On 24-25 September, I was at a workshop that brought together a range of academics and policy practitioners to discuss the role of evidence in policy. Although I consider myself new to this sub-field, it surprised me that so many people – no matter how much or how little they have studied this area – felt themselves to be just as much of an outsider as me. It was simultaneously reassuring (I’m not alone) and thought-provoking (how had developments over the last 30+ years not led to more coherence?). In fact, it was for these very reasons that the workshop took place: to discuss past developments; the extent to which there is a community; and the field’s future. It was in this context that I plunged into a range of debates on evidence-informed policy and practice (or EIPP).
The initial morning started full-on: Huw Davies’ overview of the last 20 years, Annette Boazand Kathryn Oliver’s mapping of the field, and a session for participants to discuss priorities for the field. I found this fascinating because of the diversity of ideas, which – to me, at least – demonstrated rich potential for future research. Subsequent discussions over the workshop were loosely related to these initial discussions. For me, there were two particularly interesting themes: the role of academics in policy-making; and the links between evidence use and the public/democracy. I want to cover each in turn – if only briefly.
First, the role of academics. One discussion arose following Nick Mays’ presentation, and particularly his reference to an article by the chief scientific adviser in the Department of Health, who said that he did not want policy recommendations from academics. This was interesting given the changing context of the Research Excellence Framework and growing academic-policy engagement. It sparked a discussion around an age-old question: what is the right approach and role for researchers in policy?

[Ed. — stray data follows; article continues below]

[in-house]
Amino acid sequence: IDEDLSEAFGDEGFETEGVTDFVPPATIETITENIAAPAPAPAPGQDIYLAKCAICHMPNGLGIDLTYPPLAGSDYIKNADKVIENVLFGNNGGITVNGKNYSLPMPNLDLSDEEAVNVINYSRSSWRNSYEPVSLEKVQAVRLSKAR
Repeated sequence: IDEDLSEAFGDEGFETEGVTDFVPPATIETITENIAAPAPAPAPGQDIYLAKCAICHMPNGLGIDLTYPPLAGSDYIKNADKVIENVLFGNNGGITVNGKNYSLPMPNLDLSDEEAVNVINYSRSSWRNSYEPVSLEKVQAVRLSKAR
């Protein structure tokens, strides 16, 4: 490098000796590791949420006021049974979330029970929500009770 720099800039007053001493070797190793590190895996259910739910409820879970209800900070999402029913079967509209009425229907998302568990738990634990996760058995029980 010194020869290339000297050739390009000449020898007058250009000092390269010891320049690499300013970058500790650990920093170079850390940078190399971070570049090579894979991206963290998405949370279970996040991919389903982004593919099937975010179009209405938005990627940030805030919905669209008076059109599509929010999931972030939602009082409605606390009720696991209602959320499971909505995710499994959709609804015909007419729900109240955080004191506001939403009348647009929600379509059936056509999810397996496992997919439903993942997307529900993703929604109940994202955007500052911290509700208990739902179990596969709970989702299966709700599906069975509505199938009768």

@Graham_P_Martin tweeted: 'Nick Mays: policymakers tend not to want researchers to make policy recommendations. Research evidence is 1 consideration among many for policymakers, & researchers aren't privy to full range of considerations and tradeoffs that those in policy positions must make.'
Meanwhile, Paul Cairney discussed different strategies that academics could use to increase the likelihood of policy-makers using your research (summarised here). In the same panel, Stephen Meek also gave advice:
@oliver_kathryn tweeted: Meek: Best advice? Listen for what people need, what and why, then you're more likely to be helpful (not just following a checklist of suggestions). Don't expect policy to be neat – it's more chaotic than that. Be humble, don't patronise #transformURE
Liz Farley-Ripple (@FarleyRipple) tweeted: Meek: best advice ever: THERE IS NO RULE FOR ENGAGING POLICYMAKERS; sometimes it’s a brief, sometimes it’s not…but approach with patience and humility
@Graham_P_Martin tweeted @stephenmeek52 speaks from experience when he advises against a formulaic approach to policy influence: sometimes a two-page brief will be right, sometimes it won't; sometimes a recommendation will be welcomed, sometimes not. Listen, don't tick off a checklist. #transformure
@WarrenPearce tweeted: Meek also gave an important reminder that policy is not simply putting research evidence into practice; it is much more complex.
Idly musing whether the meaning of the word 'policy' is changing….
I want to put this into conversation with the second theme that I found very interesting, namely the extent of and challenges for greater public participation in EIPP. The reason I link this with Meek’s comment is because I believe that policy-makers need to consider the political and democratic contexts in which policy takes place, not just evidence alone (which I believe Meek was also hinting at).
Andreas Brøgger (@AndBrogger) tweeted: Policy in a democratic society could be defined as the honest negotiation of values and interests of members of a society. This leaves evidence in a more instrumental or descriptive role, next to the process or in an instrumental role when goals have been defined. #TransformURE https://t.co/87bLnqwjz9